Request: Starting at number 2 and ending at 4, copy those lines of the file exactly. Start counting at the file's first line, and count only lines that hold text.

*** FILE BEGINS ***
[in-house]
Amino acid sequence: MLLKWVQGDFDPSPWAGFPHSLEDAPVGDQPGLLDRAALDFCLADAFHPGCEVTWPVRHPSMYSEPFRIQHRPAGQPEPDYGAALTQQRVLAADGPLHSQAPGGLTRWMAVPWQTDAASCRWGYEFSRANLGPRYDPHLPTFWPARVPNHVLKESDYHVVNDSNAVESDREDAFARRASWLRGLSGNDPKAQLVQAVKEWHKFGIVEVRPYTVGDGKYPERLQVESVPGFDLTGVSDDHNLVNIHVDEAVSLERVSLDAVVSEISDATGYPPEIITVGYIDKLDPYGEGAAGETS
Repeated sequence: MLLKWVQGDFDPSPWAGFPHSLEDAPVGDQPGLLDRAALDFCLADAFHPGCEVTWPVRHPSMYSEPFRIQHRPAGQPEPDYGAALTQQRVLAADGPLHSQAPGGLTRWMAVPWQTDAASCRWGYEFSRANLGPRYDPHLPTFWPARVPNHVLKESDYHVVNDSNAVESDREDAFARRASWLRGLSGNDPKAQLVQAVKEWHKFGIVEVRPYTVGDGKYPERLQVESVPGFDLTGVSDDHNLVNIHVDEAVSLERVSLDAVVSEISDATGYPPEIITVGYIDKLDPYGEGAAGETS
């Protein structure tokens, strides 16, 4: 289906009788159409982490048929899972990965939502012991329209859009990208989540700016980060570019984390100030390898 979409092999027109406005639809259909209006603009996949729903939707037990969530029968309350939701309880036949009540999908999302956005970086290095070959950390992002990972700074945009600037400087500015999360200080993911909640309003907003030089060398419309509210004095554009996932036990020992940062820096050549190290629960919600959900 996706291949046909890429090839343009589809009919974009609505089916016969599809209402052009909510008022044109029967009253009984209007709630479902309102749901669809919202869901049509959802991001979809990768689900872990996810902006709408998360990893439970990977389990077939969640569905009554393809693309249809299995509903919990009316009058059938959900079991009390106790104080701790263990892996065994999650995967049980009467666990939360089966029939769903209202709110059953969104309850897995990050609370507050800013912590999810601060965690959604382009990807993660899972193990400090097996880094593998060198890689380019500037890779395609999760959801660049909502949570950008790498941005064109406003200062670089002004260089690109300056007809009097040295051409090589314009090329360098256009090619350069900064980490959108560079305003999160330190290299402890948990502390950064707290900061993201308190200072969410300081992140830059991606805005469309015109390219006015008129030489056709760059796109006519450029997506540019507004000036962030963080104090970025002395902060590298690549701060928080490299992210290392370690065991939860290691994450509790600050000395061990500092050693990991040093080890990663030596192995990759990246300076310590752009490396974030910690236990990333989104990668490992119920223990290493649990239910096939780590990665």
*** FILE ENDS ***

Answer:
Amino acid sequence: MLLKWVQGDFDPSPWAGFPHSLEDAPVGDQPGLLDRAALDFCLADAFHPGCEVTWPVRHPSMYSEPFRIQHRPAGQPEPDYGAALTQQRVLAADGPLHSQAPGGLTRWMAVPWQTDAASCRWGYEFSRANLGPRYDPHLPTFWPARVPNHVLKESDYHVVNDSNAVESDREDAFARRASWLRGLSGNDPKAQLVQAVKEWHKFGIVEVRPYTVGDGKYPERLQVESVPGFDLTGVSDDHNLVNIHVDEAVSLERVSLDAVVSEISDATGYPPEIITVGYIDKLDPYGEGAAGETS
Repeated sequence: MLLKWVQGDFDPSPWAGFPHSLEDAPVGDQPGLLDRAALDFCLADAFHPGCEVTWPVRHPSMYSEPFRIQHRPAGQPEPDYGAALTQQRVLAADGPLHSQAPGGLTRWMAVPWQTDAASCRWGYEFSRANLGPRYDPHLPTFWPARVPNHVLKESDYHVVNDSNAVESDREDAFARRASWLRGLSGNDPKAQLVQAVKEWHKFGIVEVRPYTVGDGKYPERLQVESVPGFDLTGVSDDHNLVNIHVDEAVSLERVSLDAVVSEISDATGYPPEIITVGYIDKLDPYGEGAAGETS
């Protein structure tokens, strides 16, 4: 289906009788159409982490048929899972990965939502012991329209859009990208989540700016980060570019984390100030390898 979409092999027109406005639809259909209006603009996949729903939707037990969530029968309350939701309880036949009540999908999302956005970086290095070959950390992002990972700074945009600037400087500015999360200080993911909640309003907003030089060398419309509210004095554009996932036990020992940062820096050549190290629960919600959900 996706291949046909890429090839343009589809009919974009609505089916016969599809209402052009909510008022044109029967009253009984209007709630479902309102749901669809919202869901049509959802991001979809990768689900872990996810902006709408998360990893439970990977389990077939969640569905009554393809693309249809299995509903919990009316009058059938959900079991009390106790104080701790263990892996065994999650995967049980009467666990939360089966029939769903209202709110059953969104309850897995990050609370507050800013912590999810601060965690959604382009990807993660899972193990400090097996880094593998060198890689380019500037890779395609999760959801660049909502949570950008790498941005064109406003200062670089002004260089690109300056007809009097040295051409090589314009090329360098256009090619350069900064980490959108560079305003999160330190290299402890948990502390950064707290900061993201308190200072969410300081992140830059991606805005469309015109390219006015008129030489056709760059796109006519450029997506540019507004000036962030963080104090970025002395902060590298690549701060928080490299992210290392370690065991939860290691994450509790600050000395061990500092050693990991040093080890990663030596192995990759990246300076310590752009490396974030910690236990990333989104990668490992119920223990290493649990239910096939780590990665």